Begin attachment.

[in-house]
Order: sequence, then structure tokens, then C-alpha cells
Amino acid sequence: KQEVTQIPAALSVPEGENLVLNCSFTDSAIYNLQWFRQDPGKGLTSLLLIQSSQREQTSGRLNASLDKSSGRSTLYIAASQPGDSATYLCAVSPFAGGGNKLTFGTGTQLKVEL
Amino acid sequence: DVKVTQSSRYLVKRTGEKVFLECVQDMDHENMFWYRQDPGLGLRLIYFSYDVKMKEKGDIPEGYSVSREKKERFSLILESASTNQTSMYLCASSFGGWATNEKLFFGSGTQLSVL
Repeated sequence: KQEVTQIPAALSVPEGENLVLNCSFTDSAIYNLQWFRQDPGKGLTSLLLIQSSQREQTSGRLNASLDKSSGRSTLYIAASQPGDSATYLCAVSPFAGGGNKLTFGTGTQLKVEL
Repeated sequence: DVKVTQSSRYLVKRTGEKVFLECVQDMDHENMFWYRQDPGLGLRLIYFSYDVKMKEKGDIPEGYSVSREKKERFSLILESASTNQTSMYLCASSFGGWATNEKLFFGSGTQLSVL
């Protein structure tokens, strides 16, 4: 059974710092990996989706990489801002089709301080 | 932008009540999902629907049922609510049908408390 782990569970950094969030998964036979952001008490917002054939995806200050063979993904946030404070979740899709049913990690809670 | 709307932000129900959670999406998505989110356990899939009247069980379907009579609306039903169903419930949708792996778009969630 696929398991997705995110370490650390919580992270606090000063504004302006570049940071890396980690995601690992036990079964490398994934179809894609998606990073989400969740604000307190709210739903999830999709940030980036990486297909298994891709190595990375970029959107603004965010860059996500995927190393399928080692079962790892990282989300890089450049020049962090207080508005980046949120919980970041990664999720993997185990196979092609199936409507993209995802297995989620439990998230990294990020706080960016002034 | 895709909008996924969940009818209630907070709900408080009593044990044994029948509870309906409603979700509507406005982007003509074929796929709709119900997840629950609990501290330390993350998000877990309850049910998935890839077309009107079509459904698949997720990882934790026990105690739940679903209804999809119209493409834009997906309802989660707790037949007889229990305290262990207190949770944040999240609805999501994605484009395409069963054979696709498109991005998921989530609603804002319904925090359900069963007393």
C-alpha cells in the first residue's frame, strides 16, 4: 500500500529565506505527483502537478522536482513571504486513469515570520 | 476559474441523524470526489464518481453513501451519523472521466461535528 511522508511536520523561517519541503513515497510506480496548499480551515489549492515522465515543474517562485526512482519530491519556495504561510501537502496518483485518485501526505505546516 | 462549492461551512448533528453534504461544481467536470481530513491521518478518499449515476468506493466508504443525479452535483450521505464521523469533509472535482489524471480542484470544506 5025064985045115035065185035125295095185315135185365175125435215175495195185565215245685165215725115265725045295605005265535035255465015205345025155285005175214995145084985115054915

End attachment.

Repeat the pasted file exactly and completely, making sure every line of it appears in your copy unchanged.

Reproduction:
[in-house]
Order: sequence, then structure tokens, then C-alpha cells
Amino acid sequence: KQEVTQIPAALSVPEGENLVLNCSFTDSAIYNLQWFRQDPGKGLTSLLLIQSSQREQTSGRLNASLDKSSGRSTLYIAASQPGDSATYLCAVSPFAGGGNKLTFGTGTQLKVEL
Amino acid sequence: DVKVTQSSRYLVKRTGEKVFLECVQDMDHENMFWYRQDPGLGLRLIYFSYDVKMKEKGDIPEGYSVSREKKERFSLILESASTNQTSMYLCASSFGGWATNEKLFFGSGTQLSVL
Repeated sequence: KQEVTQIPAALSVPEGENLVLNCSFTDSAIYNLQWFRQDPGKGLTSLLLIQSSQREQTSGRLNASLDKSSGRSTLYIAASQPGDSATYLCAVSPFAGGGNKLTFGTGTQLKVEL
Repeated sequence: DVKVTQSSRYLVKRTGEKVFLECVQDMDHENMFWYRQDPGLGLRLIYFSYDVKMKEKGDIPEGYSVSREKKERFSLILESASTNQTSMYLCASSFGGWATNEKLFFGSGTQLSVL
């Protein structure tokens, strides 16, 4: 059974710092990996989706990489801002089709301080 | 932008009540999902629907049922609510049908408390 782990569970950094969030998964036979952001008490917002054939995806200050063979993904946030404070979740899709049913990690809670 | 709307932000129900959670999406998505989110356990899939009247069980379907009579609306039903169903419930949708792996778009969630 696929398991997705995110370490650390919580992270606090000063504004302006570049940071890396980690995601690992036990079964490398994934179809894609998606990073989400969740604000307190709210739903999830999709940030980036990486297909298994891709190595990375970029959107603004965010860059996500995927190393399928080692079962790892990282989300890089450049020049962090207080508005980046949120919980970041990664999720993997185990196979092609199936409507993209995802297995989620439990998230990294990020706080960016002034 | 895709909008996924969940009818209630907070709900408080009593044990044994029948509870309906409603979700509507406005982007003509074929796929709709119900997840629950609990501290330390993350998000877990309850049910998935890839077309009107079509459904698949997720990882934790026990105690739940679903209804999809119209493409834009997906309802989660707790037949007889229990305290262990207190949770944040999240609805999501994605484009395409069963054979696709498109991005998921989530609603804002319904925090359900069963007393």
C-alpha cells in the first residue's frame, strides 16, 4: 500500500529565506505527483502537478522536482513571504486513469515570520 | 476559474441523524470526489464518481453513501451519523472521466461535528 511522508511536520523561517519541503513515497510506480496548499480551515489549492515522465515543474517562485526512482519530491519556495504561510501537502496518483485518485501526505505546516 | 462549492461551512448533528453534504461544481467536470481530513491521518478518499449515476468506493466508504443525479452535483450521505464521523469533509472535482489524471480542484470544506 5025064985045115035065185035125295095185315135185365175125435215175495195185565215245685165215725115265725045295605005265535035255465015205345025155285005175214995145084985115054915